This research snapshot on retention policies examines what we know about retaining young students, from research on outcomes to how much states spend on additional years of schooling. The brief lists intervention policies in the nine SREB states that require third graders to show reading proficiency to be promoted to fourth grade.
What can states do to ensure that students read proficiently by fourth grade? This report presents states’ current progress on this milestone, which is crucial to a child’s long-term success, and offers recommendations for states. The report examines alignment of standards, curriculum, instruction and assessment; early childhood and kindergarten; identification, intervention and retention; and teacher preparation and training for reading instruction.
This brief lays out what researchers know about the learning differences associated with dyslexia, which reading interventions are effective for individuals with dyslexia, and what good state policies can mean for children and their families.
Researchers estimate that dyslexia affects at least one in 10 people. As defined by the International Dyslexia Association, dyslexia is a neurobiological learning disability, unrelated to intelligence, characterized by differences in the way the brain processes language. These differences result in difficulties developing skills that are important for reading and writing. While it cannot be outgrown, individuals with dyslexia can learn strategies to help them overcome the unique challenges it presents.
Last year, while teaching at Lakeside Middle School in Anderson County, South Carolina, my colleague Keri Compton and I came up with seven strategies specifically for social studies teachers. These mini-tasks, based on our Literacy Design Collaborative (LDC) training, use hands-on activities to build confidence and help students reflect on their learning while they’re improving their reading and writing skills. Here they are:
People, Objects, Settings, Engagement and Relationships
As a middle grades social studies teacher in Florence School District 1 — an area of South Carolina along I-95 known as the “Corridor of Shame” for its poverty and low-performing students — I have a theory. I believe all students benefit from rigorous, literacy-based classroom instruction, and students from poverty benefit the most. The ability to read and understand complex texts is the best way to distinguish students who are college and career ready from those who are not.
Want to see where good teaching happens? Watch what students are doing in the classroom. Sounds obvious, maybe, but as SREB senior vice president Gene Bottoms says, “We observe teachers and what they’re doing all the time — but we miss a big piece of the puzzle if we don’t see what the kids are doing as a result.”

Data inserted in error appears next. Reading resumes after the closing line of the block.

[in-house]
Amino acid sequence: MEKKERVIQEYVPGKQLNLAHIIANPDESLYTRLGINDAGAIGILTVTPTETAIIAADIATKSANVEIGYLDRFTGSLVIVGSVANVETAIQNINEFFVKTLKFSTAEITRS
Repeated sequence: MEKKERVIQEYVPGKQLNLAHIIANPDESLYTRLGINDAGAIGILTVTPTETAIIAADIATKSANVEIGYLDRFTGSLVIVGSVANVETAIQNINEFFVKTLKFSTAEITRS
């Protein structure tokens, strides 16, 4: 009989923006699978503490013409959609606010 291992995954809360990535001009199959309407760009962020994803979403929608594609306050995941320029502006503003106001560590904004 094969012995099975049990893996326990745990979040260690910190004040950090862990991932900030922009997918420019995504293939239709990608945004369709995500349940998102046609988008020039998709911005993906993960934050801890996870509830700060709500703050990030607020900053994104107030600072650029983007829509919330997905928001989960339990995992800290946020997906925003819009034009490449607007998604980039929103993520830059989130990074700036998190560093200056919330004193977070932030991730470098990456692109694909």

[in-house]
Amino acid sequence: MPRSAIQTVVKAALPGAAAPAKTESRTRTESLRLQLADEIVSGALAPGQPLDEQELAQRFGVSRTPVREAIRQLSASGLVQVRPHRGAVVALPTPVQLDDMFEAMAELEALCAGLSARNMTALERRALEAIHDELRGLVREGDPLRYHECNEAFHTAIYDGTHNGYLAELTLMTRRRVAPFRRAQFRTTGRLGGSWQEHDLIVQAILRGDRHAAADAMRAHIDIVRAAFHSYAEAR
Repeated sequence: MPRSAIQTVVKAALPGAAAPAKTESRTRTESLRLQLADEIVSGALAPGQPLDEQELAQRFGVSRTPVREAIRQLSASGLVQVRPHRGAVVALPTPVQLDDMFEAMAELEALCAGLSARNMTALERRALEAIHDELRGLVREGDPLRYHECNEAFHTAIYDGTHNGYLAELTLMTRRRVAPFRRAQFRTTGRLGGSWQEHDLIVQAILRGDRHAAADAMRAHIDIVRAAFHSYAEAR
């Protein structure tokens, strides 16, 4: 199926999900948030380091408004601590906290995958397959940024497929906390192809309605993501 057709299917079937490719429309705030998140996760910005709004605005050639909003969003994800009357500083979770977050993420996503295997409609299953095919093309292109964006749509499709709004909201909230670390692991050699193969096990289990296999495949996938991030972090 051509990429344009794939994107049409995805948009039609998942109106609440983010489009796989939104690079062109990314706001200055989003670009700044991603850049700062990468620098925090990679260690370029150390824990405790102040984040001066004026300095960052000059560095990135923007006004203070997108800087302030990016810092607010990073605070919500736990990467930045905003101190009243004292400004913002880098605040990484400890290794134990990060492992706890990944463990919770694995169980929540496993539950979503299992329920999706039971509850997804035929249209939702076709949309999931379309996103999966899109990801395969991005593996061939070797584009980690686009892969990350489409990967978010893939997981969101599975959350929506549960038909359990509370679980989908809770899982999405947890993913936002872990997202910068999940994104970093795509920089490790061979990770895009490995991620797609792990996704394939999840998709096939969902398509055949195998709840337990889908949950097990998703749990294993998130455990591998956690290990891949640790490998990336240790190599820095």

So SREB asked My Student Survey to see how our training in powerful literacy and math teaching tools is paying off in the classroom.
The research is clear: Students who are not reading proficiently by the end of third grade are much more likely to face poor academic outcomes. For this reason alone, we know it is incredibly important that children learn to read well early in elementary school and continue to build on those reading skills throughout the rest of school.
High-quality instructional materials that are aligned to state standards can help boost student achievement and reduce variability in the quality of instruction across classrooms. In Alignment of Instructional Materials, SREB examines the level of support and leadership SREB states provided in 2014-15 and 2015-16 to help educators identify and use high-quality textbooks, lesson plans and other materials aligned to state K-12 standards.
Katrina Zimmerman is a science and technology teacher at Turrentine Middle School in Burlington, North Carolina. Zimmerman spearheads STEM (science, technology, engineering and math) at her school and is creating a whole new curriculum for it. She began using the Literacy Design Collaborative (LDC) strategies in February 2015, adding it as a curriculum tool for her classroom.
Quinton A. Granville was a seventh-grade social studies and reading teacher for Atlanta Public Schools when this blog entry was written. He is now a literacy consultant at SREB.
Quinton Granville has been using the Literacy Design Collaboration framework in his seventh-grade classroom for nearly a year. He says he’s come a long way since he was introduced to LDC through a districtwide initiative.
Why did the deer cross the road? The usual answer to the joke is “to get to the other side.”
That question serves as a prompt for seventh-grade science students to start looking for answers through data-driven research and in-depth writing. Their teacher, Reese Woytek at Slocomb Middle School in Geneva County,Alabama, is using the instructional framework of the Literacy Design Collaborative (LDC). He received his LDC training in 2015. The Southern Regional Education Board is training teachers across Alabama, and Woytek’s experience is a perfect example of how LDC strategies can change teacher focus and impact students.
Report of the Committee to Improve Reading and Writing in Middle and High Schools
Nationwide, students in the middle grades and high school are failing to develop the reading and writing skills they need in order to meet higher academic standards. This major SREB report on adolescent literacy discusses the urgency of the problem in depth and presents specific solutions for SREB states based on the recommendations of the SREB Committee to Improve Reading and Writing in Middle and High Schools, chaired by Governor Tim Kaine of Virginia, the SREB Board chair. The report includes a message from SREB President Dave Spence and status reports on recent state actions on the issue.